abstract Clavelle Drenkard Tullai-McGuiness Fitzpatrick Transformational Leadership Practices of Chief Nursing Officers in Magnet Organizations

Transformational Leadership Practices of Chief Nursing Officers in Magnet Organizations

Joanne T. Clavelle, Karen Drenkard, Susan Tullai-McGuiness, and Joyce J. Fitzpatrick

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TITLE: Transformational Leadership Practices of Chief Nursing Officers in Magnet Organizations
 
RESEARCHER: Joanne T. Clavelle, Karen Drenkard, Susan Tullai-McGuiness, and Joyce J. Fitzpatrick
The Journal of Nursing Administration (2012)
Volume 42, Number 4, pp. 195-201

OBJECTIVE
The purpose of the study was to describe the transformational leadership practices of Magnet chief nursing officers.

METHODOLOGY
An invitation to participate in the study was e-mailed to all (N = 384) members of the Magnet Recognition Program CNO listserv by the ANCC executive director and 225 completed the Leadership Practices Inventory and provided demographic information (response rate = 58.6%). The typical respondent was female (92.4%), with an average of 11+ years as a CNO, 8.4 years as Magnet designated, working in a nonprofit organization (91%), non-unionized (83.3%), and holding a graduate degree (75% masters and 25% doctorate). In this study, internal reliability of the LPI (Cronbach alpha) was .70 for Model, .66 for Inspire, .77 for Challenge, .74 for Enable, and, .87 for Encourage.

KEY FINDINGS
The most frequently reported leadership practices of CNOs was Enable, followed by Model, Inspire, Encourage, and Challenge. CNOs 60 years or older scored significantly higher than the other age groups on LPI total score, Inspire, and Challenge. No significant differnces by age were found for the leadership practices of Model, Enable and Encoaurge. Significant correlations were found between total years as a CNO and the LPI total score and leadership practice of Inspire. CNOs with doctoral degrees (versus masters degrees) reported significantly higher scores on Inspire and Challenge. None of the five leadership practices were found to be significantly related to other demographic variables such as years as a CNO in current organization, years as a Magnet organization, number of times designated, RN FTEs, nursing turnover rate, nursing vacancy rate, HCAHPS top box (%4s) scores, operating margin, union status, certification, or reporting relationship. The authors conclude:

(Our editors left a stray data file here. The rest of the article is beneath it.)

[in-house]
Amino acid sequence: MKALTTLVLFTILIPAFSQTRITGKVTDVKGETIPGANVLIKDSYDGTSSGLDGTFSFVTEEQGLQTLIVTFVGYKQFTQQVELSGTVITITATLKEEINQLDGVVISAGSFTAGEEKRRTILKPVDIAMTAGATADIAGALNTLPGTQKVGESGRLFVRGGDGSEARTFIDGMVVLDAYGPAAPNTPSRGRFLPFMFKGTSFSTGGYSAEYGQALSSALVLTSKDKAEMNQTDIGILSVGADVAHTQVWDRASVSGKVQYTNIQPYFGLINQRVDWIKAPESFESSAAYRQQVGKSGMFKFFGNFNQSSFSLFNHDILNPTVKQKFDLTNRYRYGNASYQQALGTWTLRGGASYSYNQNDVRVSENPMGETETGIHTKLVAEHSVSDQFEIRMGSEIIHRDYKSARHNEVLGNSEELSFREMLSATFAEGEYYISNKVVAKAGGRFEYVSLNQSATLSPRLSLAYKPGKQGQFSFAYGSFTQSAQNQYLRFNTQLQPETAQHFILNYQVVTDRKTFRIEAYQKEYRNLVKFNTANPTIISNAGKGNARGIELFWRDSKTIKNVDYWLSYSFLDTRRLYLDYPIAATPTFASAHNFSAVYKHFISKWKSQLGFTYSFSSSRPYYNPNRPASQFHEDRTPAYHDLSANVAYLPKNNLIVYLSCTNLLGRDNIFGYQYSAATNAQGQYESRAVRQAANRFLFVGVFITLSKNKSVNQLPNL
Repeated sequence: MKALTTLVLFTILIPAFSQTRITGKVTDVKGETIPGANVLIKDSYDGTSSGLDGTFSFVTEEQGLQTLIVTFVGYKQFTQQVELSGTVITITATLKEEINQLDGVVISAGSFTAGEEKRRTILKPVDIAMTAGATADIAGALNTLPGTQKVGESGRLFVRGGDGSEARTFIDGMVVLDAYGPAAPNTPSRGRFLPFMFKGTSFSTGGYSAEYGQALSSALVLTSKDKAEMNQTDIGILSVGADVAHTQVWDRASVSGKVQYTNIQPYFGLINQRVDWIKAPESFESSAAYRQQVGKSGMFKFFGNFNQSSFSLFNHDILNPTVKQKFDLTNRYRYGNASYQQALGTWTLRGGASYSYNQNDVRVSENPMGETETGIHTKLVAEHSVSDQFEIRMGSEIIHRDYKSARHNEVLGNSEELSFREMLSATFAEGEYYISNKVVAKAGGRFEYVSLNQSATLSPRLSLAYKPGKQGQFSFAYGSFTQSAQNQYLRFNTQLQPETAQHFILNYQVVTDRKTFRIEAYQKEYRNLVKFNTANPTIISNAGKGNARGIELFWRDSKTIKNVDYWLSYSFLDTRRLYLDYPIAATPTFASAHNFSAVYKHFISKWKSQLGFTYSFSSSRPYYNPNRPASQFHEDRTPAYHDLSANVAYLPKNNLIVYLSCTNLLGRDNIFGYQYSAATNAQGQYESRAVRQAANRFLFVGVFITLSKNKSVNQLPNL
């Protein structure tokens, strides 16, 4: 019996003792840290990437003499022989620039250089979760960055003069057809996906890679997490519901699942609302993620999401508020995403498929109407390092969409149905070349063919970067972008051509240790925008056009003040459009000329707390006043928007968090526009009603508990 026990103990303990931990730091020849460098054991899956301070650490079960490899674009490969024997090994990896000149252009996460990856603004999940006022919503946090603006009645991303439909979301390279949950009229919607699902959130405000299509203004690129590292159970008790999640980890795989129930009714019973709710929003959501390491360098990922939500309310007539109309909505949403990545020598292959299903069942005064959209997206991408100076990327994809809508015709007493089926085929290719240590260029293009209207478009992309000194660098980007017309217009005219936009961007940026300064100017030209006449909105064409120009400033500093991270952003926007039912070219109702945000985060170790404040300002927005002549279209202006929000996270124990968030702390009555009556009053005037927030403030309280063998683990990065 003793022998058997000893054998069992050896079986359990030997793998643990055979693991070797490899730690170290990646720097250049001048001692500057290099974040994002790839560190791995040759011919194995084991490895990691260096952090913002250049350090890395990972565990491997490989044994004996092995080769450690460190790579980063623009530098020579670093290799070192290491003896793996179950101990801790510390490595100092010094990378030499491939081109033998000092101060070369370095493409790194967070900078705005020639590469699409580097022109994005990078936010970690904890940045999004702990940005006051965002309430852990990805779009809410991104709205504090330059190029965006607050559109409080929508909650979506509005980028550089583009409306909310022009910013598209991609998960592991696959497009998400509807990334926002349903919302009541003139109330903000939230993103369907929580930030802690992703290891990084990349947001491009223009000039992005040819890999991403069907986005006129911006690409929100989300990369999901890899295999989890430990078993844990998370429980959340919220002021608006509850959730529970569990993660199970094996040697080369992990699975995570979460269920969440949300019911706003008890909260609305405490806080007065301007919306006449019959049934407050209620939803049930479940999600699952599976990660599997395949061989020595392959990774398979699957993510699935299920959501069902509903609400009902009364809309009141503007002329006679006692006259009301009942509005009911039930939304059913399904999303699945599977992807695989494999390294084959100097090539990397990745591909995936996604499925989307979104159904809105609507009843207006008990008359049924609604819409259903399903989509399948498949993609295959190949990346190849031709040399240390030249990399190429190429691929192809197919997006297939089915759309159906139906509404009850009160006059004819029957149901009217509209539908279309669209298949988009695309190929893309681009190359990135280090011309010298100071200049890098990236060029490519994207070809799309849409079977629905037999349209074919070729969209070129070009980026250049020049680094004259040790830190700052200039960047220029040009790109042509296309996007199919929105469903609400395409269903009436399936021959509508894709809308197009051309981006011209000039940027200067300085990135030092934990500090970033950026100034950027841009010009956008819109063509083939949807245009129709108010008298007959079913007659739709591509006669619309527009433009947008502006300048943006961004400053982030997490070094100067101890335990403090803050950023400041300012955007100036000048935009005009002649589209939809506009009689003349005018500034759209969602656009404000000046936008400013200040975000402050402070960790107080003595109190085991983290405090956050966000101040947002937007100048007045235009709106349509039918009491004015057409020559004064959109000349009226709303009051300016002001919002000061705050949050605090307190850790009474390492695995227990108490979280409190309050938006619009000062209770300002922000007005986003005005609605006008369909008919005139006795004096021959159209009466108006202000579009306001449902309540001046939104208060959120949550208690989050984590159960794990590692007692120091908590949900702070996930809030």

This study provides new evidence that the top 2 TL practices of CNOs in Magnet organizations are enabling others to act and modeling the way. By taking steps to ensure that nurses work in an empowering work environment and leading by example, Magnet CNOs create an esprit de corps -- foundational to creating a culture of collaboration, team-building, and shared governance and aligned with the Magnet model components of TL and structural empowerment. Aspiring and current Magnet CNOs and their organizations might want to consider using the LPI to assess current TL practices, identify gaps, create development plans, and support education. This is the 1st study to examine the relationship between age and TL practices of CNOs in Magnet organizations. Older, more experienced Magnet CNOs are unique in how they enlist others in supporting a common vision (inspiring a shared vision) and seek new ways to change, grow, and improve (challenging the process) and would be excellent mentors for less experienced Magnet CNOs. The longer CNOs are in their roles, the more inspirational they are and the more they demonstrate a stronger TL style. Organizations may wish to take steps now to retain these CNOs; assess current organizational structures and support, including the development of formal succession programs; and consider associate CNO roles and flexible work schedules that could prevent CNO turnover and reduce overextension and burnout. Chief nursing officers with doctoral degrees demonstrate higher levels of TL practices, particularly in the areas of inspiring a shared vision and challenging the process. This finding is aligned with the IOM Future of Nursing Report1 recommendations on doubling the number of nurses with doctorates and supporting lifelong learning. Chief nursing officers can use this evidence to support their decision to go back to school and organizations may wish to consider sponsoring their CNO to do so (p. 200).

 

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